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Humans are generally social beings. Even those who enjoy quiet time alone often reach out to others every so often to socialise and feel less lonely. But, during this pandemic, the risks associated with COVID-19 (or Coronavirus) means more and more people are being told to stay home and isolate. Although this is helping many essential workers and health workers to be able to do their job properly, it’s putting many people at risk of isolation, feelings of depression and loneliness. But, there are ways to continue to feel connected during these strange and different times.

Stick To A Schedule

When we’re staying at home, it’s easier to sleep in, wander around aimlessly and just do as you please whenever the feeling strikes. But, sticking to a routine of some sort will help you to feel less lonely and keep some normality to your day.

If you are able to work from home, continue to stick to a regular work schedule as you would if you were commuting to work. If your normal hours are 9 am to 5 pm with a lunch break, be sure to work during those times and schedule in a lunch break. Of course, working from home also means you can relax the rules a little. But, if you feel like you need the structure, it’s best to stick to work hours as closely as possible.

If you’re currently not working due to the pandemic, having a schedule of activities that you’ll be doing each day can still help. Even if you schedule in your meal times, times to go out for some exercise and even schedule in time to call friends, this will all help to keep your day running as smoothly as possible.

Connect With Friends and Family

Now is a great time to get in contact with friends and family that you’d normally be too busy to catch up with. We have some great technology at our fingertips, so this is a good opportunity to get to use them.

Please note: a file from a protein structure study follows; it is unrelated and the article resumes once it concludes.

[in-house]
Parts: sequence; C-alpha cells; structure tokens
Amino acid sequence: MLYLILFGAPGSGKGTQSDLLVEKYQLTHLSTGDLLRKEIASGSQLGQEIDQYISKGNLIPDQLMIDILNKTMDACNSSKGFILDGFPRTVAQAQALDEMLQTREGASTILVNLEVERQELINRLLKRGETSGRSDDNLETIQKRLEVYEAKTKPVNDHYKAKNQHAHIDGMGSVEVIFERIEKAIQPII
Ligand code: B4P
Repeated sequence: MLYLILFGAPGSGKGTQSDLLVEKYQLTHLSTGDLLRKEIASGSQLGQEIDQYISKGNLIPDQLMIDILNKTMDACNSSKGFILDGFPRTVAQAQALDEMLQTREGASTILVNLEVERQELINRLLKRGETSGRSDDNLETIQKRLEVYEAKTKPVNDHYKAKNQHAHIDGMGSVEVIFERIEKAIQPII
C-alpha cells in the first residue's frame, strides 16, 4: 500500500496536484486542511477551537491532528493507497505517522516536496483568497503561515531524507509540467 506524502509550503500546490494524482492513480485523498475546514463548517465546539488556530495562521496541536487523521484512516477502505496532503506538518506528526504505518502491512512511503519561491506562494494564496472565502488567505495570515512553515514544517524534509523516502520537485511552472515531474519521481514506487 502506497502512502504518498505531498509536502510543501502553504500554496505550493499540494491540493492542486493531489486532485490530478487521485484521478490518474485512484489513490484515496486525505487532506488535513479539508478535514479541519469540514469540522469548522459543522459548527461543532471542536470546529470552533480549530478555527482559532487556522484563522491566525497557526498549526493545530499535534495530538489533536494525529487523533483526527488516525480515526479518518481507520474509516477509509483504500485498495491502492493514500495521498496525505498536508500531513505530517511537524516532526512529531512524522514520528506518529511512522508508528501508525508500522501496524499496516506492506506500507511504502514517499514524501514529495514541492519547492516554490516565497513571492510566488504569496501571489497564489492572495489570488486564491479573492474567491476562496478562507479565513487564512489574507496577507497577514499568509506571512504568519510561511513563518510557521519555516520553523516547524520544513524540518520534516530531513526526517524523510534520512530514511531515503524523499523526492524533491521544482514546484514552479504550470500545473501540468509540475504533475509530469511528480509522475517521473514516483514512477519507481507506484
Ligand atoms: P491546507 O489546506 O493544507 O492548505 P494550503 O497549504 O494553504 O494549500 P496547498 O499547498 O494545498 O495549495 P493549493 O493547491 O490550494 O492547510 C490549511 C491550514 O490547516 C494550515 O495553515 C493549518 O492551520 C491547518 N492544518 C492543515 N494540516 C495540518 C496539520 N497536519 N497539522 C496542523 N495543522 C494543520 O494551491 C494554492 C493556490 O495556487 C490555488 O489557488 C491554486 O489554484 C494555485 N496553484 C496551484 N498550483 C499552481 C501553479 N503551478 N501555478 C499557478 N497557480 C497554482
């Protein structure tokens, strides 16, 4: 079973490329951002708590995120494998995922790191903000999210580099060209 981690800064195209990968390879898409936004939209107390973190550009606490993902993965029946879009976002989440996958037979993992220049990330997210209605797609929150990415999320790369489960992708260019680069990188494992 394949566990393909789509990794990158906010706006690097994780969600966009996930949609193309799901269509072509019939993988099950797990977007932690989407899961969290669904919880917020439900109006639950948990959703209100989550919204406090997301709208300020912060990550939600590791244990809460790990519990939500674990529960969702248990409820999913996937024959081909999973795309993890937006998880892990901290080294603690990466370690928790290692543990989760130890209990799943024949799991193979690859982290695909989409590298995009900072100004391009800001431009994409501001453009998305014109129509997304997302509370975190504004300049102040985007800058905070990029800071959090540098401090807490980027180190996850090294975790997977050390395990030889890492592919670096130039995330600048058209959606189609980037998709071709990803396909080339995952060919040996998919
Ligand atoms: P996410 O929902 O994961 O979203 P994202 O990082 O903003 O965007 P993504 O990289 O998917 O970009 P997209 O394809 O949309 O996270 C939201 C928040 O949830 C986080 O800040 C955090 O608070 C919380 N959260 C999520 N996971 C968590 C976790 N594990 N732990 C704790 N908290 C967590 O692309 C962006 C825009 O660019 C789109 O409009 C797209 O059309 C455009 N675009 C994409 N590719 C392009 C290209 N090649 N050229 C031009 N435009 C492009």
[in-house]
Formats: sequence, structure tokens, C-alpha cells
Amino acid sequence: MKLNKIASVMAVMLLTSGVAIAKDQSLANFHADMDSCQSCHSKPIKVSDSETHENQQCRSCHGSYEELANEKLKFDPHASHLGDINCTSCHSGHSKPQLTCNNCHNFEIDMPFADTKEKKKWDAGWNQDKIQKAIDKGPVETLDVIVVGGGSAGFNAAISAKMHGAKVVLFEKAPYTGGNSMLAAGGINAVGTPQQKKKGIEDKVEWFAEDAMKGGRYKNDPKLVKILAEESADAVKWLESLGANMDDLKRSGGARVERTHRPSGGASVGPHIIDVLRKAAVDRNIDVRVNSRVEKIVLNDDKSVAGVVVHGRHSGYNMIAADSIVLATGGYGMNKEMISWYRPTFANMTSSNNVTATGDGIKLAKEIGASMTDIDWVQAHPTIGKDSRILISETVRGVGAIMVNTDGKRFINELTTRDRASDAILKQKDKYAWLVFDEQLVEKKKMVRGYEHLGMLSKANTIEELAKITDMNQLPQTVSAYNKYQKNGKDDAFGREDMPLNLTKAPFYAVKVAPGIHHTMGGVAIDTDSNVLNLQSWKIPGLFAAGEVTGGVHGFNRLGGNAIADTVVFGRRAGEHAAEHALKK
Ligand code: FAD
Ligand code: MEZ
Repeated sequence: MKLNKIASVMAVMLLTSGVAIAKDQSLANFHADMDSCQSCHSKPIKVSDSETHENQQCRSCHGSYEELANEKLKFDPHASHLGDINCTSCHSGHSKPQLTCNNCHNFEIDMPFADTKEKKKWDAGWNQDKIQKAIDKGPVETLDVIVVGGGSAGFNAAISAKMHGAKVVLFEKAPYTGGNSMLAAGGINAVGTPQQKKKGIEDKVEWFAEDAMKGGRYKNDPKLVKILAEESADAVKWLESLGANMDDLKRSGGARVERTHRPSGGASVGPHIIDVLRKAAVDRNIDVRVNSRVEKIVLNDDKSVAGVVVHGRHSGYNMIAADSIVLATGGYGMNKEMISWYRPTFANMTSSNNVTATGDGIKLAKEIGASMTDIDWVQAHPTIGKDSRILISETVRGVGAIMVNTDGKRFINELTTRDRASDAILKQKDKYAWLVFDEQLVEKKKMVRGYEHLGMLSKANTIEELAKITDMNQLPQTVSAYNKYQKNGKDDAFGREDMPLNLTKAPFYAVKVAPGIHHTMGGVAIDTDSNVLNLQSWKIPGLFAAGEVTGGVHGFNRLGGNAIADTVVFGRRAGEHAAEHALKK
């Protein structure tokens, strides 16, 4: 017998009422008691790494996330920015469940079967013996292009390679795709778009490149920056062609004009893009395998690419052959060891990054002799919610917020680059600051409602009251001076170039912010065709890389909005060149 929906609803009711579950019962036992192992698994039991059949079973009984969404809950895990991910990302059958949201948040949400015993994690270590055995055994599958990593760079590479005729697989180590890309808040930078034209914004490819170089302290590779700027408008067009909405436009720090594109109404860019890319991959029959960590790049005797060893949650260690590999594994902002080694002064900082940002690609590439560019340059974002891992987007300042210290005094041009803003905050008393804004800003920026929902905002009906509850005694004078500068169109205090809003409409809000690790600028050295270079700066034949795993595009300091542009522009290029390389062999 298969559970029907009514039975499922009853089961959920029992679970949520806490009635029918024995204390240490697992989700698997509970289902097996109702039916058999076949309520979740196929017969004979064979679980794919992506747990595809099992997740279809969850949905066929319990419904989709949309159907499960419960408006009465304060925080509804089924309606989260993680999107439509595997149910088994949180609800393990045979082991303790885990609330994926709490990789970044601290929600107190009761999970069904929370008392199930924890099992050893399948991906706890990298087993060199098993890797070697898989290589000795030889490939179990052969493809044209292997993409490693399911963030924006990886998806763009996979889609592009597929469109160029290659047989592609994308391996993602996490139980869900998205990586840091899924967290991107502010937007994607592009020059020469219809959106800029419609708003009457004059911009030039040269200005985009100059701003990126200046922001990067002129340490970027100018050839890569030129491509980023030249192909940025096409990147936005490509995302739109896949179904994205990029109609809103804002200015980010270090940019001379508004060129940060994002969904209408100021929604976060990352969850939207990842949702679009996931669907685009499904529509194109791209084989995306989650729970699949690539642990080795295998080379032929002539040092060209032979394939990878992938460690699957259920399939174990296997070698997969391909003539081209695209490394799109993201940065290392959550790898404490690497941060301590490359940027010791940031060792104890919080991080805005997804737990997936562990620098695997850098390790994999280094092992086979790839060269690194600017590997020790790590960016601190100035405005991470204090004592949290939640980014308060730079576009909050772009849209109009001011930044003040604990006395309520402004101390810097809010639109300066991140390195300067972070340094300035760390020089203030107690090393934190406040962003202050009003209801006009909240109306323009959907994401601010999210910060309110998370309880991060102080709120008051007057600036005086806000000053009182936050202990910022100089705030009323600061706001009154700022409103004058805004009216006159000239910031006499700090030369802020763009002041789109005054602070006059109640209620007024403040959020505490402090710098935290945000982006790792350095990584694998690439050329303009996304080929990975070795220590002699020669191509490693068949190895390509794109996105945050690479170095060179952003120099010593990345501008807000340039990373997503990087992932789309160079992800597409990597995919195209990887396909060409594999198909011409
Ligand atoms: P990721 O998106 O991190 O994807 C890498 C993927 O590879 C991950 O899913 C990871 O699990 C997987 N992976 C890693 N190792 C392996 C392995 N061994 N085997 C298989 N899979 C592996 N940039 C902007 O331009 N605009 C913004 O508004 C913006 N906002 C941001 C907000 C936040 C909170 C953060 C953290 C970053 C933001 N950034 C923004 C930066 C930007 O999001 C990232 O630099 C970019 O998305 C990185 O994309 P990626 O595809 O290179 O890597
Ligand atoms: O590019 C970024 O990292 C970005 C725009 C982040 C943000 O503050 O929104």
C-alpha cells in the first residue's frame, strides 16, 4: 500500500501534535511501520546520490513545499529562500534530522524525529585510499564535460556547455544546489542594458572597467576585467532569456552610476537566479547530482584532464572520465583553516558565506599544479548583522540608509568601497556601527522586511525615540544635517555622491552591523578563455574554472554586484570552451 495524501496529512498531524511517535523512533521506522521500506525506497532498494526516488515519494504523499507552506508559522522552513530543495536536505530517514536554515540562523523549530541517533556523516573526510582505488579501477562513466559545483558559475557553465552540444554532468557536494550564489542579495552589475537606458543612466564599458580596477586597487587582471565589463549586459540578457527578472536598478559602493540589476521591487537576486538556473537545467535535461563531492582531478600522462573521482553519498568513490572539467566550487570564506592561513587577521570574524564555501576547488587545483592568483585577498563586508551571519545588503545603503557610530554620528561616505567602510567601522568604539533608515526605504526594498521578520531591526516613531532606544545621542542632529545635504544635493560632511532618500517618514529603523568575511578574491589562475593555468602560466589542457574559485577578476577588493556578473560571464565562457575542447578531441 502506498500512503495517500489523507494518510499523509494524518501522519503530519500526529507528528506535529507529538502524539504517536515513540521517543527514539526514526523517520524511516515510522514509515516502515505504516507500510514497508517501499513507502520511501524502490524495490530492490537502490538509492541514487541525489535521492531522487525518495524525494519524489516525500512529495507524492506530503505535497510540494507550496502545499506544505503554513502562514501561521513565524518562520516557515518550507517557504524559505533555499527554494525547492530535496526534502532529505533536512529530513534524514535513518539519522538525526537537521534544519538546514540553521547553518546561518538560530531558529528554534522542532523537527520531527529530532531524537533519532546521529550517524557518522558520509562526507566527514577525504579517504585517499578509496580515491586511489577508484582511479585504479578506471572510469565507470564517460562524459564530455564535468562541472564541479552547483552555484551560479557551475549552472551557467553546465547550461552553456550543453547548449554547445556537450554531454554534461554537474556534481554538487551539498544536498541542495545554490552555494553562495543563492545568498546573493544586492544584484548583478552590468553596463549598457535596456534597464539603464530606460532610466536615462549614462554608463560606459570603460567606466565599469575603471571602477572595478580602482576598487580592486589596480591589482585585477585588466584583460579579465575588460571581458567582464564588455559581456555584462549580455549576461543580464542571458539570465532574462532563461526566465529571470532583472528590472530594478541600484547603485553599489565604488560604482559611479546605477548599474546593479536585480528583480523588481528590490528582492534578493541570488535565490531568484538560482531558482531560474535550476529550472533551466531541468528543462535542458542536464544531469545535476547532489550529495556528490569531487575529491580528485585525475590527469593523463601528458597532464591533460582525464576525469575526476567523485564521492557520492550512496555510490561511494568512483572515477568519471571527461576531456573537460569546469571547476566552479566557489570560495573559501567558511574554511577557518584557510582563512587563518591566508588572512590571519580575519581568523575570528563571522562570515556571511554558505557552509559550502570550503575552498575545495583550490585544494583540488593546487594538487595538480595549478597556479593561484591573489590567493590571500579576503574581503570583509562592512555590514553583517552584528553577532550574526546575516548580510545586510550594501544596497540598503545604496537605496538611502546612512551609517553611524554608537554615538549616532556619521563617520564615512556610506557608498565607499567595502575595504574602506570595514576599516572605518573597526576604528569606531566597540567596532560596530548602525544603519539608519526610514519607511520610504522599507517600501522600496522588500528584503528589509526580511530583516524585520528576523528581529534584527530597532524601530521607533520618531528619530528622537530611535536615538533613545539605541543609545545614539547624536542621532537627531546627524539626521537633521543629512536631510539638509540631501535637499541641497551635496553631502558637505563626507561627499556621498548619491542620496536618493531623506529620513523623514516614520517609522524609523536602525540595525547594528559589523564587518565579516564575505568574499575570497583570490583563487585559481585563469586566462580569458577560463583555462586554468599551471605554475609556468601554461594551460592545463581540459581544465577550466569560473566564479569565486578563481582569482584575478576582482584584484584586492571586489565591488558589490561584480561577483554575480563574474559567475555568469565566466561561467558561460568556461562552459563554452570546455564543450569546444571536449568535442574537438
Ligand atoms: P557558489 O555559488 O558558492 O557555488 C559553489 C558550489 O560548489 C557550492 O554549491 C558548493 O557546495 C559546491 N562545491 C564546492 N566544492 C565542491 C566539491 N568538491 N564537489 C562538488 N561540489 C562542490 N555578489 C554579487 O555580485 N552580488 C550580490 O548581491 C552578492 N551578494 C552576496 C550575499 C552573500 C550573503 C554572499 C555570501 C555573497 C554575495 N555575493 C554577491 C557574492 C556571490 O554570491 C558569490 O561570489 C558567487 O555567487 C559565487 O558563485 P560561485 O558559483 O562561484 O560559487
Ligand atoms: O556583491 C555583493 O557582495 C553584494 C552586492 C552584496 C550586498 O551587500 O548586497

If you have a smartphone, you can easily download some video calling apps to connect with friends and family. You can also use programs on your PC such as Zoom to video call others. Although it’s not quite the same as visiting them in person, you may be able to feel more connected if you can see them as you chat. If you’re not up for talking, simple text messages and online messages can still help you to feel united.

Go Online

If you’re not in touch with friends and family, why not make some new friends online? Do you have a special hobby or interest? Chances are there are plenty of others who are just like you looking for others to chat with. You can find some relevant groups on Facebook or subreddits on Reddit to help you find some like-minded people.

Enjoy playing games? There are a number of different video games that can help you gain new friends. If you’re looking for a role-playing game, a game such as World of Warcraft or Elder Scrolls Online could be right up your alley. For a bit more action, you can choose a game such as Destiny 2, Apex Legends or Warframe. You can find “Looking For Groups” (LFG) posts online to find new players to complete tasks with if you wish.

Get Counselling

If things aren’t feeling very good, you’re feeling down and really want some help to get through your social isolation, there’s always someone to talk to. Beyond Blue has provided a great guide on seeking help and assistance throughout the Coronavirus pandemic. They also provide online and telephone counselling should you need it. 

If you feel like you need urgent help, you can call Lifeline (or Lifeline Text is available 6 pm-midnight (AEST) on 0477 13 11 14), Beyond Blue or speak to your doctor as soon as possible.

Remember, it’s important to stay connected with others even through social isolation. There are plenty of people out there who are wanting to connect, too. Staying in touch with others not only will help with feelings of loneliness but can help improve your mental health, too. If you need urgent help or medical advice, remember to always have a chat with your doctor.